Three Mistakes New Bloggers Make

Three Mistakes New Bloggers Make

Three Common Blogging Mistakes

I see three common mistakes new bloggers make without realizing it. I know – starting a blog or website is sometimes overwhelming. You have a lot to learn, and you’re anxious to get up and running quickly. So, you look for some shortcuts, like free or boiler plate websites, or you blog on social media. Unfortunately, you don’t see the results you want from your new endeavor. However, you can also easily avoid these mistakes.

Mistake One: You Don’t Really Own Your Blog

Are you building your blog on someone else’s land? It’s easy to do, and it’s a big mistake. For example, you might create all your content on Facebook. You think it’s a good place to start because you already have a lot of friends who share your posts.

Unfortunately, Facebook owns what you what you write there. Even worse, Facebook can decide it doesn’t like what you write and delete your page or stream. In fact, starting your blog on Facebook is a lot like sharecropping. If you don’t believe me, the experts over at Copy Blogger have written a great post that explains it better than I can. Take a look at their post Digital Sharecropping: The Most Dangerous Threat to Your Content Marketing Strategy.

Or, you might build your blog on a free proprietary blogging platform, like Blogger. I know how easy this is to do. I made this mistake. However, I didn’t realize at first I was just leasing my space on the web. While I owned my content, I had little to no control over the design of my site or its SEO. Furthermore, my blog existed only if Blogger existed. I was at Blogger’s mercy. It was kind of like renting a kiosk at a market. I didn’t own my space, and my landlord could take it away from me at anytime.

Fortunately, you can easily build a blog you completely own with a tool like WordPress. You control your design, your content, and your SEO. If you don’t want to manage all the upkeep, you can choose a managed WordPress hosting solution.

Mistake Two: You Have a Boilerplate Site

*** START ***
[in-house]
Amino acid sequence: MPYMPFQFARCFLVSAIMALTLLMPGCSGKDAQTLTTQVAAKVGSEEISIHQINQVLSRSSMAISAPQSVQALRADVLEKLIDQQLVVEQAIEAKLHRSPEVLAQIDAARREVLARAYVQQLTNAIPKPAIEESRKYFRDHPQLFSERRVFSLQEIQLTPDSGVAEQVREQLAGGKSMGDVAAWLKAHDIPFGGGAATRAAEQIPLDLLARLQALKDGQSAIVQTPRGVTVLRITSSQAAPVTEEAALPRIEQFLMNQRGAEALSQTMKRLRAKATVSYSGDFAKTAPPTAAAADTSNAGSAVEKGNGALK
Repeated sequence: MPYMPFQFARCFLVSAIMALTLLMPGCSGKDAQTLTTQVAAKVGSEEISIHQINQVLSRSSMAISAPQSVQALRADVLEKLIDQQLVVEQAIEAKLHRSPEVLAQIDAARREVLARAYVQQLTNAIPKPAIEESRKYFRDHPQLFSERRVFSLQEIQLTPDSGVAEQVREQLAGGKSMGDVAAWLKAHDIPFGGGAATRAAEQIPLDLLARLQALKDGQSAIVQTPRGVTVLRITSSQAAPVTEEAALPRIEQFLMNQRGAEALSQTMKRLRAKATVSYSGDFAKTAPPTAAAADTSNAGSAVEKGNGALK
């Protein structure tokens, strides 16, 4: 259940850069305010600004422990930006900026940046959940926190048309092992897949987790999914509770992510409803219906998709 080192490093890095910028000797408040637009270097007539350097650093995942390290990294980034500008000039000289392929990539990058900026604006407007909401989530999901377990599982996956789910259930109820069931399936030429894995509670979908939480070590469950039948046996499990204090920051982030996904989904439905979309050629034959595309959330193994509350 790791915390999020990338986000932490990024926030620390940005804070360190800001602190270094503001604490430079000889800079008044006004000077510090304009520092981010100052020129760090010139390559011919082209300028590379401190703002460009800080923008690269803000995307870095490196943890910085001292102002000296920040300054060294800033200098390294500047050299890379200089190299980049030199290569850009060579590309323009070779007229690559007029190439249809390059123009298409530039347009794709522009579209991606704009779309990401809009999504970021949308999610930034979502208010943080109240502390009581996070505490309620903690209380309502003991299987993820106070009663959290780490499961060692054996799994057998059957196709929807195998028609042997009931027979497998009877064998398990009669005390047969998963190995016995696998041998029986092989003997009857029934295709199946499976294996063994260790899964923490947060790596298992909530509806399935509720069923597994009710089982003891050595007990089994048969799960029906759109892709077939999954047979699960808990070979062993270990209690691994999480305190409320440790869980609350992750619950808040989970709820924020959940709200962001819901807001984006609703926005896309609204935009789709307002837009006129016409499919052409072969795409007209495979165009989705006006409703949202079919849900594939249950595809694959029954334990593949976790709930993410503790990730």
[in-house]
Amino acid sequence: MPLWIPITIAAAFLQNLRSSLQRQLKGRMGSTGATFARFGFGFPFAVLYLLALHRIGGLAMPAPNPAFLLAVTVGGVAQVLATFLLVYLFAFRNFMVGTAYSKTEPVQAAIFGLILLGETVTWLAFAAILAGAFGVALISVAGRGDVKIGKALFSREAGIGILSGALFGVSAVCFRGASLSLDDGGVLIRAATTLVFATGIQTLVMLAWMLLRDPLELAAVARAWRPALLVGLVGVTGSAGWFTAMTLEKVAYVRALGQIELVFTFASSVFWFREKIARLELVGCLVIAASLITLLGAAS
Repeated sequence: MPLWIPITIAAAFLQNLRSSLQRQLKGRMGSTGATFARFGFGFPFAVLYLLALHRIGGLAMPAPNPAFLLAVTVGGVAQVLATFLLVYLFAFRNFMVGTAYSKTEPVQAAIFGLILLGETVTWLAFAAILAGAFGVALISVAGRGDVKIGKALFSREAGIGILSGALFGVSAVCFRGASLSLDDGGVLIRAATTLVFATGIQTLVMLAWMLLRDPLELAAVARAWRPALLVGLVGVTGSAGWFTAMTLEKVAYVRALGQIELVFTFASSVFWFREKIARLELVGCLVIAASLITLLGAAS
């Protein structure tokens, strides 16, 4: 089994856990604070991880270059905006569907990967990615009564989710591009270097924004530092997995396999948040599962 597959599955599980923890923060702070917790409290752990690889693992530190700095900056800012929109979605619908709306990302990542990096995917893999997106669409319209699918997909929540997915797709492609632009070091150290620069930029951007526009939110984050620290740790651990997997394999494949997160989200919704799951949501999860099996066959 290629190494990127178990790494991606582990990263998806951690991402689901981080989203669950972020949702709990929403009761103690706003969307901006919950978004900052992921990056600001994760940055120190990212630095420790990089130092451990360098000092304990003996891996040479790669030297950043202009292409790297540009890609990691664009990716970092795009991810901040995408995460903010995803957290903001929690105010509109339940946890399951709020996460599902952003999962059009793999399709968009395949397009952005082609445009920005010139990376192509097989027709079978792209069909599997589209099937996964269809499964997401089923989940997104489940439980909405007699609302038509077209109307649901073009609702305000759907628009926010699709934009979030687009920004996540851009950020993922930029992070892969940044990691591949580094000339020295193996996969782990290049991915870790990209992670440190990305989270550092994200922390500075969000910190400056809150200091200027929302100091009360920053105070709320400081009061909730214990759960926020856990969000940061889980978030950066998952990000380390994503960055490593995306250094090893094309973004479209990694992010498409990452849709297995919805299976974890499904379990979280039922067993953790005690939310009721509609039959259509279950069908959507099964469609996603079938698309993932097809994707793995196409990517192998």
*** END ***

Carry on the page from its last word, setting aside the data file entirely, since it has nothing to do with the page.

Boilerplate is something that is used over and over again. A boilerplate site is a plug and play website, similar to a website kit. You sign up for the service, make a few changes to the color palette, and you have a fully loaded and functional website. And, it’s very easy to get caught in this trap. But it is a trap.

In addition to not really owning your blog and its content, your website is the same as dozens, if not hundreds, of other websites out there. In fact, Google penalizes duplicate content. Consequently, your audience will have a difficult time finding you in the crowd.

Even more problematic, your blog does not reflect you. As HubSpot points out in its blog post Why You Should Write Your Own Content, you are the only person who can share your passion. The best way to build an audience is to be authentic, and your blog must be in your voice to be authentic. Additionally, the content you receive from the website service might be outdated, inaccurate, or just plain boring. Is that the reputation you want?

So how do you set yourself apart from the crowd? Write most of your own content. I believe quality content is more important than quantity of content. So, if you have limited time and resources, don’t try to post daily or even weekly. An original post once a month will perform better than daily copycat posts.

Mistake Three: You Don’t Have an Email List

You might be asking why you need an email list. Believe it or not, email is one of your best marketing tools. Although your Facebook posts may receive dozens of likes and shares, you have no way of tracking down those fans later and reaching out to them. And, your fans have no way to track down your content later. If you get your fans’ email addresses, you can send your content to them and build your relationship with them at the same time.

No Email ListMelyssa Griffin is a marketing coach and master of email. She succinctly explains why you need an email list in her post Why You Should Start Buidling an Email List. She believes your email list is the only thing you can control in your business, other than your website. Furthermore, she reports that people on your email list are more likely to buy from you.

To get another similar perspective, you can check out Revealed: Why You Should Start Building Your Email List Right Away from WP Beginner (one of the best WordPress blogs out there). This post makes similar points. With email, you can personally connect with people who have asked to get your content. Because they are already interested in your services or products, you have a much better chance of selling to them than anyone on social media.

If you have a WordPress blog, it’s pretty easy to start collecting email addresses with opt-in forms. I’m not suggesting you litter your site with tons of distracting popups that annoy your readers or make your blog nearly impossible to read. However, a few strategically placed signup forms connected to a service like MailChimp will help you build an email list faster than you think.

Avoid These Mistakes New Bloggers Make

If you avoid these three mistakes new bloggers make, you’re off to a good start with your blog.

  • Setting up your blog on rented space
  • Creating a boilerplate site
  • Not building an email list

Of course, if you need help setting up your blog or creating your opt-in forms, reach out. I’d love to help you out.

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